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This article was commissioned and written for The Biographical Encyclopedia of Astronomers, but was inadvertently left

out of the printed and online versions.

Ikhwn alaf
ivaVesel Flourished (Iraq), circa 961980 The Ikhwn were a philosophical-religious group, consisting of several authors who lived in Basra, Iraq, and collected their teaching in an encyclopedia known as the Rasil Ikhwn al-af (The Epistles of the Brethren of Purity). Composed circa 980, it contains 51 epistles (a fifty-second considered spurious) and is grouped into Four Sections: (I) mathematical sciences; (II) physical sciences; (III) psychological and intellectual sciences; and (IV) metaphysical and legal sciences. The book is propaedeutical, i.e., a program of teaching, in this case based mainly upon Isml, neo-Pythagorean, and neo-Platonic doctrines, but drawing as well on other traditions existing in the tenth century. Astronomy is the subject of the third, sixteenth, and thirty-sixth epistles. The third epistle of Section I is devoted to Astronomy, viz. Astrology and the Arrangement of the Orbs (tarkb al-aflk). It begins by providing a categorization of the science of the stars (ilm al-nujm): a) cosmography (haya); b) astronomical table-making (zjes), compiling of ephemeredes (taqwm), and chronology (istikhrj al-tawrkh); c) astrology (akm al-nujm). This is followed by a brief exposition of the Ptolemaic system of spheres and planets, while the remaining part of this section concerns astrology. This basic astronomical knowledge is mainly intended to be in the service of historical astrology, the theory of cycles based upon conjunctions, which was meant to legitimize the political power of the Sha Immat. The sixteenth epistle (the second of Section II), which treats The Sky and the World (al-sam wa-l-lam/de caelo et de mundo), provides additional information. It is mainly based upon the Ptolemaic system and Aristotelian physics with eleven spheres/orbs including the Earth and the atmosphere. In addition, the diameters of the planets are given. Finally, the thirty-sixth epistle (the fifth of Section III) is devoted to Revolutions and Cycles (F al-adwr wa-l- akwr) and is again mainly astrological but with some passages of astronomical interest (cf. de Callata 1996). Marquet (1973, chap. 4) extensively discusses the celestial realm as presented in the Rasil. This encyclopedia was translated into Persian, probably at the beginning of the thirteenth century, in an extremely abridged form entitled The Compendium of Wisdom (Mujmal al-ikma, the oldest copy dating from 12681269); it was later apparently also dedicated to Tmr (died: 1405). This version follows the original plan and contents (I. ikmiyyt; II. abiyyt; III. nafsniyyt; IV. ilhiyyt) and maintains technical terms in Arabic.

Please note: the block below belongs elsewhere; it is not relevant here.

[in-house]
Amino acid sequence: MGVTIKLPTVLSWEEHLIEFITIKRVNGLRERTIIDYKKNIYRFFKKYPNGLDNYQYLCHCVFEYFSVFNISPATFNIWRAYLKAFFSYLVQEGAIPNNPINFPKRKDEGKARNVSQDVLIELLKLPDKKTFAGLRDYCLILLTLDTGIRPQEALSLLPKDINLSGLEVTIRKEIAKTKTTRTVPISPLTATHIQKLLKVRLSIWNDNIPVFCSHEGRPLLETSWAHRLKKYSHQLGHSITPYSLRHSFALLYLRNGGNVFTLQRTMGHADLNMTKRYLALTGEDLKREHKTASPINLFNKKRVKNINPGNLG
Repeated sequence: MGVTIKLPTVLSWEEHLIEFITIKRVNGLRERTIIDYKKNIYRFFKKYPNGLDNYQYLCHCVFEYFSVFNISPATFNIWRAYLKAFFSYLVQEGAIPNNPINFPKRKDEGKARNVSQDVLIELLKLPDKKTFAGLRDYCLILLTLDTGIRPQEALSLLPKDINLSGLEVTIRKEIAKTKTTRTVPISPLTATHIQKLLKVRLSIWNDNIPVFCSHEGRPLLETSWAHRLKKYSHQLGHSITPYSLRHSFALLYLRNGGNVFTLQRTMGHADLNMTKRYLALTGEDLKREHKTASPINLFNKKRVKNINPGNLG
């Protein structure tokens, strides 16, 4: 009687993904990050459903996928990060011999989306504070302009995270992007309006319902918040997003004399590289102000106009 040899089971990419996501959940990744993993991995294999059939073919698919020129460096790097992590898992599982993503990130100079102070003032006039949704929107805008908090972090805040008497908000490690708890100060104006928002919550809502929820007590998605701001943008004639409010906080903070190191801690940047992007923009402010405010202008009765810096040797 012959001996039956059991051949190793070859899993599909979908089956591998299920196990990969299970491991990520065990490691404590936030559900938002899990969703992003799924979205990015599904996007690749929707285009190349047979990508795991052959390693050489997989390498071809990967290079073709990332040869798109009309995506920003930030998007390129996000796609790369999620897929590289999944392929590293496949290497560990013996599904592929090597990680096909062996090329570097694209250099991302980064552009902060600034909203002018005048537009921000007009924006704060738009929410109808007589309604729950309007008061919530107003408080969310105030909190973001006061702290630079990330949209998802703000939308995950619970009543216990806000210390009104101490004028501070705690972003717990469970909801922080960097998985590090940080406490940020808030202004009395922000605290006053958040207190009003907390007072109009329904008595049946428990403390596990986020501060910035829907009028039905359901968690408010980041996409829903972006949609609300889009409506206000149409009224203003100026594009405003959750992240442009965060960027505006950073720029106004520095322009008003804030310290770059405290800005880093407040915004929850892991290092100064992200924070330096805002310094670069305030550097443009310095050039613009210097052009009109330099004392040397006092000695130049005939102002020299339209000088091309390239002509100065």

Selected References
Bausani, Alessandro (1978). Lenciclopedia dei Fratelli della Purit. Naples. Diwald, Susanne (1975). Arabische Philosophie und Wissenschaft in der Enzyklopdie Kitb Iwn as-af. (III) Die Lehre von Seele und Intellekt. Wiesbaden: O. Harrassowitz. Fakhry, Majid (1983). A History of Islamic Philosophy. 2d ed. New York: Columbia University Press, chap. 5. Ikhwn al-af (1957). Rasil Ikhwn al-af wa khulln al-waf. 4 vols. Beirut: Dr dir. (1996). Les rvolutions et les cycles: Eptres des Frres de la Puret, XXXVI. Edited and translated by G. de Callata. Louvain-la-Neuve.

(1375 H. Sh./1996). Mujmal al-ikma: tarjamah-i gnahi kuhan z Rasil-i Ikhwn al-af. An Abridged Persian Translation of Rasil-i Ikhwn al-af. Edited by I. Afshr and M. T. Dnishpazhh. Tehran. Marquet, Yves (1971). Ikhwn al-af. In Encyclopaedia of Islam. 2d ed. Vol. 3, pp. 10711076. Leiden: E. J. Brill. (1973). La philosophie des Iwn al-af. Algiers. Nasr, Seyyed Hossein (1964). An Introduction to Islamic Cosmological Doctrines: Conceptions of Nature and Methods Used for its Study by the Ikhwn al-af, al-Brn, and Ibn Sn. Cambridge: Harvard University Press.